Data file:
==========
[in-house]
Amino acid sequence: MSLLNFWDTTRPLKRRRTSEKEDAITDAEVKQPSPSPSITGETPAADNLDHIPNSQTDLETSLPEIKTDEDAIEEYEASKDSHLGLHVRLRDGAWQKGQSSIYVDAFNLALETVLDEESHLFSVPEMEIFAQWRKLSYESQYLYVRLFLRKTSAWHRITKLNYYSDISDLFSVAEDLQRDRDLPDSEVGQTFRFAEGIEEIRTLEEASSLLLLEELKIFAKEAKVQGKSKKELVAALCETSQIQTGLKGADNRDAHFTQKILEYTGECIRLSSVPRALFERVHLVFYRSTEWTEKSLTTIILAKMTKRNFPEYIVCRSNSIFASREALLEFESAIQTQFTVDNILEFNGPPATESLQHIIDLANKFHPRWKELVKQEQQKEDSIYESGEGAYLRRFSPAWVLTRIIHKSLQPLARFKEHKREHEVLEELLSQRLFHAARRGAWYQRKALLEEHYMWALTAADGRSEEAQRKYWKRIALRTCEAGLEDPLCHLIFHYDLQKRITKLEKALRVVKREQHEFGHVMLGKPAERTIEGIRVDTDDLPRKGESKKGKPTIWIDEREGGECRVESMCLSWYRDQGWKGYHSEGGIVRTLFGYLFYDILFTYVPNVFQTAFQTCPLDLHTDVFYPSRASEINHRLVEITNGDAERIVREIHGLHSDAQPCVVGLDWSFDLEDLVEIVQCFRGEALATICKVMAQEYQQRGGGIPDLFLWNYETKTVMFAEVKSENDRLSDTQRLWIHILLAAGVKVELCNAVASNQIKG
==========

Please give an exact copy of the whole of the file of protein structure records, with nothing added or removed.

[in-house]
Amino acid sequence: MSLLNFWDTTRPLKRRRTSEKEDAITDAEVKQPSPSPSITGETPAADNLDHIPNSQTDLETSLPEIKTDEDAIEEYEASKDSHLGLHVRLRDGAWQKGQSSIYVDAFNLALETVLDEESHLFSVPEMEIFAQWRKLSYESQYLYVRLFLRKTSAWHRITKLNYYSDISDLFSVAEDLQRDRDLPDSEVGQTFRFAEGIEEIRTLEEASSLLLLEELKIFAKEAKVQGKSKKELVAALCETSQIQTGLKGADNRDAHFTQKILEYTGECIRLSSVPRALFERVHLVFYRSTEWTEKSLTTIILAKMTKRNFPEYIVCRSNSIFASREALLEFESAIQTQFTVDNILEFNGPPATESLQHIIDLANKFHPRWKELVKQEQQKEDSIYESGEGAYLRRFSPAWVLTRIIHKSLQPLARFKEHKREHEVLEELLSQRLFHAARRGAWYQRKALLEEHYMWALTAADGRSEEAQRKYWKRIALRTCEAGLEDPLCHLIFHYDLQKRITKLEKALRVVKREQHEFGHVMLGKPAERTIEGIRVDTDDLPRKGESKKGKPTIWIDEREGGECRVESMCLSWYRDQGWKGYHSEGGIVRTLFGYLFYDILFTYVPNVFQTAFQTCPLDLHTDVFYPSRASEINHRLVEITNGDAERIVREIHGLHSDAQPCVVGLDWSFDLEDLVEIVQCFRGEALATICKVMAQEYQQRGGGIPDLFLWNYETKTVMFAEVKSENDRLSDTQRLWIHILLAAGVKVELCNAVASNQIKG